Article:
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East European Jews Seen Facing “final Disaster”

Anti-Semitism, spreading through Eastern Europe, is turning the Jewish tragedy in that biggest Jewish center in the world into “a final disaster of truly historic magnitude,” Otto D. Tolischus declared today in a dispatch to the New York Times from Warsaw.

The disaster in Latvia, Lithuania, Hungary and Rumania, for approaching its high water mark in Poland, confronts the Jews with the choice of “repeating the Exodus on a bigger scale than that chronicled in the Bible” or “dying a slow death from economic strangulation, he declared.

He attributed the development mainly to the revolution in East European states which “demands a place in the sun” at the expense of national minorities, and to overpopulation and economic crisis. The Jews are the main sufferers from the national revolution, he asserted, because they had the most to lose and because of their “unhealthy social structure.”

Describing “rowdy anti-Semitism” and “terroristic activities,” he cited the following unofficial toll of anti-Semitic excesses in Poland, between May, 1935, when Marshal Pilsudski died, and the end of January, 1937: 118 Jews killed and 1,350 wounded; 137 Jewish stores bombed; 35 Jewish homes burned down; in addition, more than 100 Jewish student injured in the last three months in university rioting.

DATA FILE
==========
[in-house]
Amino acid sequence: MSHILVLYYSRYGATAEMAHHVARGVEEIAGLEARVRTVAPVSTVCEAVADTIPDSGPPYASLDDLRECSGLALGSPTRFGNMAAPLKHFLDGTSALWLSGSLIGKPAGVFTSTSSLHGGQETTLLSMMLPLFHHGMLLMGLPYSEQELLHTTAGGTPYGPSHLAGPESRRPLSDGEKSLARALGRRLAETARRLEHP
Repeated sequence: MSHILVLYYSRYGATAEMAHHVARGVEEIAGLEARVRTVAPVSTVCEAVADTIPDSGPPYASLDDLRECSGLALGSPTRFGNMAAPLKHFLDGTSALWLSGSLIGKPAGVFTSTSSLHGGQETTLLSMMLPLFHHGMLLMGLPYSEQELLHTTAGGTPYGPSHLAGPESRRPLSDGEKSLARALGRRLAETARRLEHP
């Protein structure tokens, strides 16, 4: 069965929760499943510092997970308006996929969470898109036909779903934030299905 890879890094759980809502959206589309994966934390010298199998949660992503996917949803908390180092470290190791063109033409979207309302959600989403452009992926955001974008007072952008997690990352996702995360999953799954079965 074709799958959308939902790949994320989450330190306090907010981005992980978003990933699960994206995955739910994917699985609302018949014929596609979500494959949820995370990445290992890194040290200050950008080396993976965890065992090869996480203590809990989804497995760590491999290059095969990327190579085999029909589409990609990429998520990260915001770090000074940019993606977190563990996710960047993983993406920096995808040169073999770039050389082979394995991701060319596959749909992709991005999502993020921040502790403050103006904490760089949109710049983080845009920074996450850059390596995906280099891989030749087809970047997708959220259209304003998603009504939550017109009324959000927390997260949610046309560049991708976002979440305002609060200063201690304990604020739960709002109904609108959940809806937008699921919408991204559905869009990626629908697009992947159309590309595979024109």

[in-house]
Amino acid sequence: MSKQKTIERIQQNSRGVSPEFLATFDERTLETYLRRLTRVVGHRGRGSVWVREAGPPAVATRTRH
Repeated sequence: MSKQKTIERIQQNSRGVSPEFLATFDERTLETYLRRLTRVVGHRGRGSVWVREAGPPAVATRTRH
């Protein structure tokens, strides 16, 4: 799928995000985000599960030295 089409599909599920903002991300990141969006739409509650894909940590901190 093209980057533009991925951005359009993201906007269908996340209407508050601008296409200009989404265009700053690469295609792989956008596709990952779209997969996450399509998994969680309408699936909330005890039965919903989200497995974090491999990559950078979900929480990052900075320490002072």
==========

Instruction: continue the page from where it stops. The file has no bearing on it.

Although Mr. Tolischus described the Polish Government as combating violence, he quoted Jewish leaders as pointing out that little improvement could be expected as long as anti-Jewish agitation was permitted to run amuck. He said Jewish leaders deplore the “ambiguous generality” of Government pronouncements and especially the campaign for “evacuation” of Jews.

The dispatch dwelled on the adverse effects on the Jews of Polonization of towns, industries and universities. “Altogether, say the Jews bitterly, if a Polish Hitler should arise, there would be little work for him to do,” Mr. Telischus concluded.

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